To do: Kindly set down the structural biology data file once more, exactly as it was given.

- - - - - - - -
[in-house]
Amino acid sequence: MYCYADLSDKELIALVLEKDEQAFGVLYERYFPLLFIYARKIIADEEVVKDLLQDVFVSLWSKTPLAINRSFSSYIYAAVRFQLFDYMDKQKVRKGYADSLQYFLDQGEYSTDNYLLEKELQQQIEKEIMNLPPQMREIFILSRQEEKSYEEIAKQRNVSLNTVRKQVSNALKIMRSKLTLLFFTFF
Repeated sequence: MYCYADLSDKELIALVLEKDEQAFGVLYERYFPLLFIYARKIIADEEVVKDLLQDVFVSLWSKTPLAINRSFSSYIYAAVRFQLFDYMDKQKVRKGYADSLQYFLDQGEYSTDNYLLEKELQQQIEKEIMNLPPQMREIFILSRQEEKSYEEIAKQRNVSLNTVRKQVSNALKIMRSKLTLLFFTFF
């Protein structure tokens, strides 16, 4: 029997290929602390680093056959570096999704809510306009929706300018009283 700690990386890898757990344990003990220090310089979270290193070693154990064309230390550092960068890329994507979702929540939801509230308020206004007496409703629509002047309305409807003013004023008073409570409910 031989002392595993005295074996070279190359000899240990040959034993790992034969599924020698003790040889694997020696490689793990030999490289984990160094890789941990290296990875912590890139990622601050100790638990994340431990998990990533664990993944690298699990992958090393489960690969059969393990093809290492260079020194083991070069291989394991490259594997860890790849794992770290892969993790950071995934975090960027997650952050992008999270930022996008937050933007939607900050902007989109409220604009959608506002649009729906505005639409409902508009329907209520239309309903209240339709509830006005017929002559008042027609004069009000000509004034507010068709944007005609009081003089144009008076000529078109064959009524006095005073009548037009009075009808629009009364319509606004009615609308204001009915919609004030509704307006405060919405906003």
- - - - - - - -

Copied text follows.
[in-house]
Amino acid sequence: MYCYADLSDKELIALVLEKDEQAFGVLYERYFPLLFIYARKIIADEEVVKDLLQDVFVSLWSKTPLAINRSFSSYIYAAVRFQLFDYMDKQKVRKGYADSLQYFLDQGEYSTDNYLLEKELQQQIEKEIMNLPPQMREIFILSRQEEKSYEEIAKQRNVSLNTVRKQVSNALKIMRSKLTLLFFTFF
Repeated sequence: MYCYADLSDKELIALVLEKDEQAFGVLYERYFPLLFIYARKIIADEEVVKDLLQDVFVSLWSKTPLAINRSFSSYIYAAVRFQLFDYMDKQKVRKGYADSLQYFLDQGEYSTDNYLLEKELQQQIEKEIMNLPPQMREIFILSRQEEKSYEEIAKQRNVSLNTVRKQVSNALKIMRSKLTLLFFTFF
């Protein structure tokens, strides 16, 4: 029997290929602390680093056959570096999704809510306009929706300018009283 700690990386890898757990344990003990220090310089979270290193070693154990064309230390550092960068890329994507979702929540939801509230308020206004007496409703629509002047309305409807003013004023008073409570409910 031989002392595993005295074996070279190359000899240990040959034993790992034969599924020698003790040889694997020696490689793990030999490289984990160094890789941990290296990875912590890139990622601050100790638990994340431990998990990533664990993944690298699990992958090393489960690969059969393990093809290492260079020194083991070069291989394991490259594997860890790849794992770290892969993790950071995934975090960027997650952050992008999270930022996008937050933007939607900050902007989109409220604009959608506002649009729906505005639409409902508009329907209520239309309903209240339709509830006005017929002559008042027609004069009000000509004034507010068709944007005609009081003089144009008076000529078109064959009524006095005073009548037009009075009808629009009364319509606004009615609308204001009915919609004030509704307006405060919405906003």